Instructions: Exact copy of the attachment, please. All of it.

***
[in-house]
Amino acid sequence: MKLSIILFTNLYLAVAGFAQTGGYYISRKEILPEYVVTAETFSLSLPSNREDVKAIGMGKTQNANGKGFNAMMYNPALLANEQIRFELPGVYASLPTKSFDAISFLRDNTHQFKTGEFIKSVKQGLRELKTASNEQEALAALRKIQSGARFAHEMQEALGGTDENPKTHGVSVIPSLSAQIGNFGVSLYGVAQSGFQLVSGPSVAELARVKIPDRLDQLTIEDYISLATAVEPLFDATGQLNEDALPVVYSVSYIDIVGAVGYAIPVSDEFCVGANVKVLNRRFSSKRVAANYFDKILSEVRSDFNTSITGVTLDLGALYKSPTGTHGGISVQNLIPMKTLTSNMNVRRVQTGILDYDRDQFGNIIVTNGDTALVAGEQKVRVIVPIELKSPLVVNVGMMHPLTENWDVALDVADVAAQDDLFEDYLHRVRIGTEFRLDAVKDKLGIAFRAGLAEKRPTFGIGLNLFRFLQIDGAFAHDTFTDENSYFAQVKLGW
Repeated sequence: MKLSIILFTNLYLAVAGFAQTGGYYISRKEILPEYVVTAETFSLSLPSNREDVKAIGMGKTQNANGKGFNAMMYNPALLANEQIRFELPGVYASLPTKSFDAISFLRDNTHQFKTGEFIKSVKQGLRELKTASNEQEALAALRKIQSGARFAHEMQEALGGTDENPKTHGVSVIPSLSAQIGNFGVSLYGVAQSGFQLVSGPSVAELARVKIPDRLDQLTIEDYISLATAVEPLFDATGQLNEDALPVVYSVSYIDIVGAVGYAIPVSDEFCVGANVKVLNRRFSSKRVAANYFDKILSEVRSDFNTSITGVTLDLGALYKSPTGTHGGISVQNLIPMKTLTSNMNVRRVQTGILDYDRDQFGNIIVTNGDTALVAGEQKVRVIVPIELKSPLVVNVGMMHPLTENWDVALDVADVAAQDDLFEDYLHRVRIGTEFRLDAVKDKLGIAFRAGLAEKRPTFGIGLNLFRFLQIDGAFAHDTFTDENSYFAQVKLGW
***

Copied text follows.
[in-house]
Amino acid sequence: MKLSIILFTNLYLAVAGFAQTGGYYISRKEILPEYVVTAETFSLSLPSNREDVKAIGMGKTQNANGKGFNAMMYNPALLANEQIRFELPGVYASLPTKSFDAISFLRDNTHQFKTGEFIKSVKQGLRELKTASNEQEALAALRKIQSGARFAHEMQEALGGTDENPKTHGVSVIPSLSAQIGNFGVSLYGVAQSGFQLVSGPSVAELARVKIPDRLDQLTIEDYISLATAVEPLFDATGQLNEDALPVVYSVSYIDIVGAVGYAIPVSDEFCVGANVKVLNRRFSSKRVAANYFDKILSEVRSDFNTSITGVTLDLGALYKSPTGTHGGISVQNLIPMKTLTSNMNVRRVQTGILDYDRDQFGNIIVTNGDTALVAGEQKVRVIVPIELKSPLVVNVGMMHPLTENWDVALDVADVAAQDDLFEDYLHRVRIGTEFRLDAVKDKLGIAFRAGLAEKRPTFGIGLNLFRFLQIDGAFAHDTFTDENSYFAQVKLGW
Repeated sequence: MKLSIILFTNLYLAVAGFAQTGGYYISRKEILPEYVVTAETFSLSLPSNREDVKAIGMGKTQNANGKGFNAMMYNPALLANEQIRFELPGVYASLPTKSFDAISFLRDNTHQFKTGEFIKSVKQGLRELKTASNEQEALAALRKIQSGARFAHEMQEALGGTDENPKTHGVSVIPSLSAQIGNFGVSLYGVAQSGFQLVSGPSVAELARVKIPDRLDQLTIEDYISLATAVEPLFDATGQLNEDALPVVYSVSYIDIVGAVGYAIPVSDEFCVGANVKVLNRRFSSKRVAANYFDKILSEVRSDFNTSITGVTLDLGALYKSPTGTHGGISVQNLIPMKTLTSNMNVRRVQTGILDYDRDQFGNIIVTNGDTALVAGEQKVRVIVPIELKSPLVVNVGMMHPLTENWDVALDVADVAAQDDLFEDYLHRVRIGTEFRLDAVKDKLGIAFRAGLAEKRPTFGIGLNLFRFLQIDGAFAHDTFTDENSYFAQVKLGW